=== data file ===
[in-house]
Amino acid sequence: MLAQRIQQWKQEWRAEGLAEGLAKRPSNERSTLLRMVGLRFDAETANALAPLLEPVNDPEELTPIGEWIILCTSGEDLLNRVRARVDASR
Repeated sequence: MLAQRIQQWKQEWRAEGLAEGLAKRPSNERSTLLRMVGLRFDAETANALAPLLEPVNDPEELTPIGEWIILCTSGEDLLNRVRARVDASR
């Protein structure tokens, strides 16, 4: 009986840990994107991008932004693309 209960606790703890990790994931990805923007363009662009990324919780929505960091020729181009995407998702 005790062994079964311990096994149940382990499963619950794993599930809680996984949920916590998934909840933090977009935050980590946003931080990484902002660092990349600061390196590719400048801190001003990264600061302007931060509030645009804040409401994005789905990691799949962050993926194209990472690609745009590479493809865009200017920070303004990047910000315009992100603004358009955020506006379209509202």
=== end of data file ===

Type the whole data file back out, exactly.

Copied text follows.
[in-house]
Amino acid sequence: MLAQRIQQWKQEWRAEGLAEGLAKRPSNERSTLLRMVGLRFDAETANALAPLLEPVNDPEELTPIGEWIILCTSGEDLLNRVRARVDASR
Repeated sequence: MLAQRIQQWKQEWRAEGLAEGLAKRPSNERSTLLRMVGLRFDAETANALAPLLEPVNDPEELTPIGEWIILCTSGEDLLNRVRARVDASR
């Protein structure tokens, strides 16, 4: 009986840990994107991008932004693309 209960606790703890990790994931990805923007363009662009990324919780929505960091020729181009995407998702 005790062994079964311990096994149940382990499963619950794993599930809680996984949920916590998934909840933090977009935050980590946003931080990484902002660092990349600061390196590719400048801190001003990264600061302007931060509030645009804040409401994005789905990691799949962050993926194209990472690609745009590479493809865009200017920070303004990047910000315009992100603004358009955020506006379209509202």